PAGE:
Russia turning into net exporter of sugar


Once the world's top raw sugar importer, Russia has seriously modified its sugar industry over the last decade. As a result, the production may exceed 6 million tonnes this season, which is four times more compared to the beginning of the century. Export is expected to reach a record 500,000 metric tonnes.

This season, Russia will become sugar self-sufficient due to the efforts of local producers, considers Bloomberg. Supported by an import tax, effective for foreign suppliers since 2004, Russian producers, such as Rusagro Group, Prodimex and Dominant Group, have made significant investments in boosting their plants' efficiency. Besides, higher domestic prices have encouraged farmers to increase plantings. Thus, the country will probably export ''considerably'' more than it imports in the 2016-17 season, according to the forecast by the International Sugar Organization (ISO). The organisation's Senior Economist Sergey Gudoshnikov estimates the export to reach 500,000 metric tonnes.

As global white sugar prices surged by about 40% in 2016, the competitiveness of Russian supplies to neighbouring countries have increased, believes Evgeny Ivanov, an analyst at the Moscow-based Institute for Agricultural Market Studies (IKAR). Nonetheless, IKAR gives a modest export forecast of 180,000 tonnes. Russia exports sugar mostly to Kazakhstan, Tajikistan and Mongolia.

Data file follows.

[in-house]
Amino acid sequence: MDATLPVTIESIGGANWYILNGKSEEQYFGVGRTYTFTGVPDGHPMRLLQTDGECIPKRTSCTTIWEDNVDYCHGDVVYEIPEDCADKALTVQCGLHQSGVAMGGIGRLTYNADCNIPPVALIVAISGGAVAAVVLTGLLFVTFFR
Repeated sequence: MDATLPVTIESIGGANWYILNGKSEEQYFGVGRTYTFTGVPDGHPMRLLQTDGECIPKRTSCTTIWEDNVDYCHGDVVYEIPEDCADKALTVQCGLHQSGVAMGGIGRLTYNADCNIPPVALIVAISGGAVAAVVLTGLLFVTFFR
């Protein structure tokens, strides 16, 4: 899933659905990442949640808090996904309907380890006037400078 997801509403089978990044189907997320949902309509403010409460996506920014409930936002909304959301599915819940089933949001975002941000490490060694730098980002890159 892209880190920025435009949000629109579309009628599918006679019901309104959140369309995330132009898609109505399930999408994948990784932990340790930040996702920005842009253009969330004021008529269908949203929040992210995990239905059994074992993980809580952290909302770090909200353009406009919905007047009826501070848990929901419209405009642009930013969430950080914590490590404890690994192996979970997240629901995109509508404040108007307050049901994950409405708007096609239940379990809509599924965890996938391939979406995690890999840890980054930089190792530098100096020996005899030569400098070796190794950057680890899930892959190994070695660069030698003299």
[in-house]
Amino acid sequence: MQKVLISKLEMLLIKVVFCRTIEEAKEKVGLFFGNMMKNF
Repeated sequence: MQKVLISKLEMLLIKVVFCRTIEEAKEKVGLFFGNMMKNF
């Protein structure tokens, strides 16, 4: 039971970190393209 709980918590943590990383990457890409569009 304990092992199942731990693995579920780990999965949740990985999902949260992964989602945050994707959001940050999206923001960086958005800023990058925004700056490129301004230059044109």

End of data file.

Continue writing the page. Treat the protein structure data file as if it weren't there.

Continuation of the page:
Even if the ISO's forecast comes true, the Russian export will be only a fraction of the global total. The largest raw sugar producer is Brazil, it accounts for about 25 million tonnes a year. In the next season, world output will probably surpass demand by about 2 million tonnes, considers F.O. Licht GmbH.

As for Russia, its production will reach a record 6,1 million tonnes this season, according to the Russian Union of Sugar Producers. Head of the Sugar Division of Rusagro Group Nikolai Zhirnov says that reducing losses during processing was one of the key production improvements. At one of the group's plants, the capacity has increased more than twice since 2004.

Additional investment in farming techniques is another growth driver. ''Although there is potential for Russia to carry on being sugar self-sufficient, a lot depends on improvements in farming to prevent the beet crop sensitivities to weather,'' warns Kona Haque, head of research at London-based trader ED&F Man Holdings Ltd. In Russia, cold weather can shorten the beet-processing campaign.

There's always the potential for Russian farmers to expand planting, considers Tracey Allen, an analyst at JPMorgan Chase & Co. in London. ''Is it a game changer? Certainly the rapid increases that we have seen in Russia provided more available supplies within the region.''


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